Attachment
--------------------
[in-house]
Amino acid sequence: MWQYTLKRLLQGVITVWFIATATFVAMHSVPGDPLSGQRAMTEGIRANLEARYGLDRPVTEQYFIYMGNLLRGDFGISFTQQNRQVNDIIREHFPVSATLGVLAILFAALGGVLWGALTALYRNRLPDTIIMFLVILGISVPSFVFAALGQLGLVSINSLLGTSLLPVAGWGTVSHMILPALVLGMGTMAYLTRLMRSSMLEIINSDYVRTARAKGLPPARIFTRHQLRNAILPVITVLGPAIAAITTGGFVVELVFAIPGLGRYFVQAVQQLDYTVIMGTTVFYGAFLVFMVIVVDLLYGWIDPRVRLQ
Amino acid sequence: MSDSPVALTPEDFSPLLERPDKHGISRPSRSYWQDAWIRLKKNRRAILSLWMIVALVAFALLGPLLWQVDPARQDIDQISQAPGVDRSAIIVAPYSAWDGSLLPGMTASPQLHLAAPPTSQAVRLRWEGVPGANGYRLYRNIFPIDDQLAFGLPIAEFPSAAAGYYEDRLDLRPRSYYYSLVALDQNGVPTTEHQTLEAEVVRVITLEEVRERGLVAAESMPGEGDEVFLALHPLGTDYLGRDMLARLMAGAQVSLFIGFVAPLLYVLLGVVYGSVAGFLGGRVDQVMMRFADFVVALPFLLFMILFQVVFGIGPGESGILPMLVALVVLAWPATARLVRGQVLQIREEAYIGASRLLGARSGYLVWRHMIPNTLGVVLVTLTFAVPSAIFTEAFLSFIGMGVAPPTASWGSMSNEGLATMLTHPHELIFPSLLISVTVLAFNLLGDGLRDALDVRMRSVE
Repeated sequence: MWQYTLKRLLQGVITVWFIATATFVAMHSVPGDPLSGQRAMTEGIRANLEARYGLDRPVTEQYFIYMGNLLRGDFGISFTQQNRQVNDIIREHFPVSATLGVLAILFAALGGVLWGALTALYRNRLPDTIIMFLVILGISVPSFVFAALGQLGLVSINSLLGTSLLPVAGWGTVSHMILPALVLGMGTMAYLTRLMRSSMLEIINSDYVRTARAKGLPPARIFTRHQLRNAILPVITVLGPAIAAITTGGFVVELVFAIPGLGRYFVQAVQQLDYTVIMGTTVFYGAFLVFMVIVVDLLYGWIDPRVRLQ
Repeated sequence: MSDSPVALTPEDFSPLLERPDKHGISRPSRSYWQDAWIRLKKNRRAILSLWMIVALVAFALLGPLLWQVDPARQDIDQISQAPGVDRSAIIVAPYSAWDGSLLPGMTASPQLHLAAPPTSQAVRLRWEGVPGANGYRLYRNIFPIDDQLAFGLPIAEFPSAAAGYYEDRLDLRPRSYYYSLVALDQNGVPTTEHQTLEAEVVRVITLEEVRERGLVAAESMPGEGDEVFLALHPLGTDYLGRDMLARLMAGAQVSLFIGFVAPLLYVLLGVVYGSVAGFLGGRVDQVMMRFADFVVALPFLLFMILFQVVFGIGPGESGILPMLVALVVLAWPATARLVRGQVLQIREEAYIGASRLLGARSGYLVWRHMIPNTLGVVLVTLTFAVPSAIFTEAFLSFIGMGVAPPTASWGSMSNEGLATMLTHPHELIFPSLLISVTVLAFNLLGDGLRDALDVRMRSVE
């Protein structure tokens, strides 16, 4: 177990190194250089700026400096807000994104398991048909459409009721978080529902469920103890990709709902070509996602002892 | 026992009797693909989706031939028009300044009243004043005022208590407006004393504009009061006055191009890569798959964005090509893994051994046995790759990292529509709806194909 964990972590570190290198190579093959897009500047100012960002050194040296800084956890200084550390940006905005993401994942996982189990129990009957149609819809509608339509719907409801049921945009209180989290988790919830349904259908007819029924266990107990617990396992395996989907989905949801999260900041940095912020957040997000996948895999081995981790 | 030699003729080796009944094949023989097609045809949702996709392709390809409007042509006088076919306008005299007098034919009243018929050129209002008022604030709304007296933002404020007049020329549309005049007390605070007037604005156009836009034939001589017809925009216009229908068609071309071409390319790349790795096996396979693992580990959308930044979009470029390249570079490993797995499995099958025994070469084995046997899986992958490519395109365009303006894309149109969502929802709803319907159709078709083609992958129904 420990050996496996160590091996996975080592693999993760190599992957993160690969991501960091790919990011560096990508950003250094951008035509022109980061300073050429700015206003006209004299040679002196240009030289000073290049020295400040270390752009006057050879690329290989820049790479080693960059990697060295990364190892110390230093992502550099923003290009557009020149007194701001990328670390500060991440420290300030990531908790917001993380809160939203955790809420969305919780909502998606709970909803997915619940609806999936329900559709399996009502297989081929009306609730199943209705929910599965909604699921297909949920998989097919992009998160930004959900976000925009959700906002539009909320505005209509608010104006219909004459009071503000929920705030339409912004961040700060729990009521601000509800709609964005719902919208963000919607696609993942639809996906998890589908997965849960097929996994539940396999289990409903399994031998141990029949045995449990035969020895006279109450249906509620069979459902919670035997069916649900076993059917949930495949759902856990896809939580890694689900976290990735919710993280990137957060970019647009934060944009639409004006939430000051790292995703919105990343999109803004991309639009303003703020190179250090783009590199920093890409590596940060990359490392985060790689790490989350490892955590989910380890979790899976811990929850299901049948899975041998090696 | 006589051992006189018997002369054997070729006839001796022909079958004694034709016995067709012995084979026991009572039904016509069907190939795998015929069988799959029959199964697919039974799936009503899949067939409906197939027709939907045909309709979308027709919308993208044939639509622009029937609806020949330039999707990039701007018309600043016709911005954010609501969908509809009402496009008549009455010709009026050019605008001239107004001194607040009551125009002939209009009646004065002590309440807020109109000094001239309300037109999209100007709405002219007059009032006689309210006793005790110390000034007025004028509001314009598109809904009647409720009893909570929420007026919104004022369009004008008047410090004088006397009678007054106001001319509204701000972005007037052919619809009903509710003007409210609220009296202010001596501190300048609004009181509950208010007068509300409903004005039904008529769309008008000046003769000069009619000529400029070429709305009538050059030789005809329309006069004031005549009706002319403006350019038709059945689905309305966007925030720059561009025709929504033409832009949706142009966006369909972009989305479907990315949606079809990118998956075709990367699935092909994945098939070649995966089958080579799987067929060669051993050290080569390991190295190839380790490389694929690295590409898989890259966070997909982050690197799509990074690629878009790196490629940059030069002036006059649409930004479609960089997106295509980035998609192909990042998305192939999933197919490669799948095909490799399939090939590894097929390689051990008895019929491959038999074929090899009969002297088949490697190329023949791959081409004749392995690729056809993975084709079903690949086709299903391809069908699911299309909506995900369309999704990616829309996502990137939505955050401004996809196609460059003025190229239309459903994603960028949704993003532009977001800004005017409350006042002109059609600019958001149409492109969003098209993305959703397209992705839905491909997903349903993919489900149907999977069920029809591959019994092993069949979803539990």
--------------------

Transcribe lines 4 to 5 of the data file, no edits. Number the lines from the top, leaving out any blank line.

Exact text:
Repeated sequence: MWQYTLKRLLQGVITVWFIATATFVAMHSVPGDPLSGQRAMTEGIRANLEARYGLDRPVTEQYFIYMGNLLRGDFGISFTQQNRQVNDIIREHFPVSATLGVLAILFAALGGVLWGALTALYRNRLPDTIIMFLVILGISVPSFVFAALGQLGLVSINSLLGTSLLPVAGWGTVSHMILPALVLGMGTMAYLTRLMRSSMLEIINSDYVRTARAKGLPPARIFTRHQLRNAILPVITVLGPAIAAITTGGFVVELVFAIPGLGRYFVQAVQQLDYTVIMGTTVFYGAFLVFMVIVVDLLYGWIDPRVRLQ
Repeated sequence: MSDSPVALTPEDFSPLLERPDKHGISRPSRSYWQDAWIRLKKNRRAILSLWMIVALVAFALLGPLLWQVDPARQDIDQISQAPGVDRSAIIVAPYSAWDGSLLPGMTASPQLHLAAPPTSQAVRLRWEGVPGANGYRLYRNIFPIDDQLAFGLPIAEFPSAAAGYYEDRLDLRPRSYYYSLVALDQNGVPTTEHQTLEAEVVRVITLEEVRERGLVAAESMPGEGDEVFLALHPLGTDYLGRDMLARLMAGAQVSLFIGFVAPLLYVLLGVVYGSVAGFLGGRVDQVMMRFADFVVALPFLLFMILFQVVFGIGPGESGILPMLVALVVLAWPATARLVRGQVLQIREEAYIGASRLLGARSGYLVWRHMIPNTLGVVLVTLTFAVPSAIFTEAFLSFIGMGVAPPTASWGSMSNEGLATMLTHPHELIFPSLLISVTVLAFNLLGDGLRDALDVRMRSVE